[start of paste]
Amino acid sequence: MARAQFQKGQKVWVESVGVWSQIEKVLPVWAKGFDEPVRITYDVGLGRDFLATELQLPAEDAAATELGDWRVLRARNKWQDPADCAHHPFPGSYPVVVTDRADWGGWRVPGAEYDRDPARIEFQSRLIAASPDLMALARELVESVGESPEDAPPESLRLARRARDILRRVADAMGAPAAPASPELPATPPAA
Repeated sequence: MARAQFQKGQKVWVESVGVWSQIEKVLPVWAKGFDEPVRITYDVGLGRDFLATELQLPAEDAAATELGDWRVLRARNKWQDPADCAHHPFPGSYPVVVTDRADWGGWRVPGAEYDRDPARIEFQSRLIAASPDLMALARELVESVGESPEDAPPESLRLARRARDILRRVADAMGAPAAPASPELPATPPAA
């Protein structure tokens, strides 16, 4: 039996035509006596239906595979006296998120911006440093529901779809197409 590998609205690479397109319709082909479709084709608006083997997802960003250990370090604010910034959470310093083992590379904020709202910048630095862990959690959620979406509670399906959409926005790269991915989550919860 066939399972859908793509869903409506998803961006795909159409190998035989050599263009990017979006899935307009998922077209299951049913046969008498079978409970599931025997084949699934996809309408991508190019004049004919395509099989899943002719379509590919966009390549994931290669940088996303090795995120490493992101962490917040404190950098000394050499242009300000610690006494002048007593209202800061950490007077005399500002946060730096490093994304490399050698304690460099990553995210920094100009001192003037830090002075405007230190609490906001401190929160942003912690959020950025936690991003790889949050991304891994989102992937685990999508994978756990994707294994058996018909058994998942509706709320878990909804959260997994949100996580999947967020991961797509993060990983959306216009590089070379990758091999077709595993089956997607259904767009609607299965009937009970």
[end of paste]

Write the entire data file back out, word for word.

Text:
Amino acid sequence: MARAQFQKGQKVWVESVGVWSQIEKVLPVWAKGFDEPVRITYDVGLGRDFLATELQLPAEDAAATELGDWRVLRARNKWQDPADCAHHPFPGSYPVVVTDRADWGGWRVPGAEYDRDPARIEFQSRLIAASPDLMALARELVESVGESPEDAPPESLRLARRARDILRRVADAMGAPAAPASPELPATPPAA
Repeated sequence: MARAQFQKGQKVWVESVGVWSQIEKVLPVWAKGFDEPVRITYDVGLGRDFLATELQLPAEDAAATELGDWRVLRARNKWQDPADCAHHPFPGSYPVVVTDRADWGGWRVPGAEYDRDPARIEFQSRLIAASPDLMALARELVESVGESPEDAPPESLRLARRARDILRRVADAMGAPAAPASPELPATPPAA
């Protein structure tokens, strides 16, 4: 039996035509006596239906595979006296998120911006440093529901779809197409 590998609205690479397109319709082909479709084709608006083997997802960003250990370090604010910034959470310093083992590379904020709202910048630095862990959690959620979406509670399906959409926005790269991915989550919860 066939399972859908793509869903409506998803961006795909159409190998035989050599263009990017979006899935307009998922077209299951049913046969008498079978409970599931025997084949699934996809309408991508190019004049004919395509099989899943002719379509590919966009390549994931290669940088996303090795995120490493992101962490917040404190950098000394050499242009300000610690006494002048007593209202800061950490007077005399500002946060730096490093994304490399050698304690460099990553995210920094100009001192003037830090002075405007230190609490906001401190929160942003912690959020950025936690991003790889949050991304891994989102992937685990999508994978756990994707294994058996018909058994998942509706709320878990909804959260997994949100996580999947967020991961797509993060990983959306216009590089070379990758091999077709595993089956997607259904767009609607299965009937009970």